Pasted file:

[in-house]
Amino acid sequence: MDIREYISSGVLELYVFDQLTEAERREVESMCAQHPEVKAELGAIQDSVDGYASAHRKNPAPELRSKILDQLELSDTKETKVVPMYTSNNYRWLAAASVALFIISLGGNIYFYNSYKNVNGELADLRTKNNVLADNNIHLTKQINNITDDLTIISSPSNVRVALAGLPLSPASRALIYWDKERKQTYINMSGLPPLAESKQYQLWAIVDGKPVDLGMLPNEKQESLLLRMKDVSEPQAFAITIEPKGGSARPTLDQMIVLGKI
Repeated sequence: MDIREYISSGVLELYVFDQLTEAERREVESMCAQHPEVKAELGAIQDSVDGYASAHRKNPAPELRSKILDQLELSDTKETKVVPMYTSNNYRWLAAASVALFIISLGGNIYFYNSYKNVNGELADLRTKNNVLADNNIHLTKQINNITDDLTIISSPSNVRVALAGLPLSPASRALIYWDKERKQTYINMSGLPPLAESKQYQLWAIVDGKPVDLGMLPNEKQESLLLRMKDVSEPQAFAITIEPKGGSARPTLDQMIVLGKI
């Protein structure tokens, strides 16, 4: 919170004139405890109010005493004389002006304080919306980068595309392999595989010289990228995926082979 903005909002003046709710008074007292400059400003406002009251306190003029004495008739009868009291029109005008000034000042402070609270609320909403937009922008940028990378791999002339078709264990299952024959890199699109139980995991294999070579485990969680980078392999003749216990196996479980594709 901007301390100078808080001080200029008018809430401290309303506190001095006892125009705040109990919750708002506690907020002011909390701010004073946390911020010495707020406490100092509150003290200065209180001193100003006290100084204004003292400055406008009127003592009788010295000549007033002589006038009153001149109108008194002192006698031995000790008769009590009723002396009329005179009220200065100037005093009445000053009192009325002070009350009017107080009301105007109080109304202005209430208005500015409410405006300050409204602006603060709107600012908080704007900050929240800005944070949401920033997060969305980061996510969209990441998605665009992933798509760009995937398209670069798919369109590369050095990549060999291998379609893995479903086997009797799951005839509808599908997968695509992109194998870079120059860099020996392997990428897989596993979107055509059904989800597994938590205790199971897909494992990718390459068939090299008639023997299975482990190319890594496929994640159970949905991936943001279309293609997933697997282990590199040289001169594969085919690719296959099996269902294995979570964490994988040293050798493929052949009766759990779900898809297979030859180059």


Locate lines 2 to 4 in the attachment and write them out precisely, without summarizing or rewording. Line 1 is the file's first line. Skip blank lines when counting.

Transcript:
Amino acid sequence: MDIREYISSGVLELYVFDQLTEAERREVESMCAQHPEVKAELGAIQDSVDGYASAHRKNPAPELRSKILDQLELSDTKETKVVPMYTSNNYRWLAAASVALFIISLGGNIYFYNSYKNVNGELADLRTKNNVLADNNIHLTKQINNITDDLTIISSPSNVRVALAGLPLSPASRALIYWDKERKQTYINMSGLPPLAESKQYQLWAIVDGKPVDLGMLPNEKQESLLLRMKDVSEPQAFAITIEPKGGSARPTLDQMIVLGKI
Repeated sequence: MDIREYISSGVLELYVFDQLTEAERREVESMCAQHPEVKAELGAIQDSVDGYASAHRKNPAPELRSKILDQLELSDTKETKVVPMYTSNNYRWLAAASVALFIISLGGNIYFYNSYKNVNGELADLRTKNNVLADNNIHLTKQINNITDDLTIISSPSNVRVALAGLPLSPASRALIYWDKERKQTYINMSGLPPLAESKQYQLWAIVDGKPVDLGMLPNEKQESLLLRMKDVSEPQAFAITIEPKGGSARPTLDQMIVLGKI
């Protein structure tokens, strides 16, 4: 919170004139405890109010005493004389002006304080919306980068595309392999595989010289990228995926082979 903005909002003046709710008074007292400059400003406002009251306190003029004495008739009868009291029109005008000034000042402070609270609320909403937009922008940028990378791999002339078709264990299952024959890199699109139980995991294999070579485990969680980078392999003749216990196996479980594709 901007301390100078808080001080200029008018809430401290309303506190001095006892125009705040109990919750708002506690907020002011909390701010004073946390911020010495707020406490100092509150003290200065209180001193100003006290100084204004003292400055406008009127003592009788010295000549007033002589006038009153001149109108008194002192006698031995000790008769009590009723002396009329005179009220200065100037005093009445000053009192009325002070009350009017107080009301105007109080109304202005209430208005500015409410405006300050409204602006603060709107600012908080704007900050929240800005944070949401920033997060969305980061996510969209990441998605665009992933798509760009995937398209670069798919369109590369050095990549060999291998379609893995479903086997009797799951005839509808599908997968695509992109194998870079120059860099020996392997990428897989596993979107055509059904989800597994938590205790199971897909494992990718390459068939090299008639023997299975482990190319890594496929994640159970949905991936943001279309293609997933697997282990590199040289001169594969085919690719296959099996269902294995979570964490994988040293050798493929052949009766759990779900898809297979030859180059």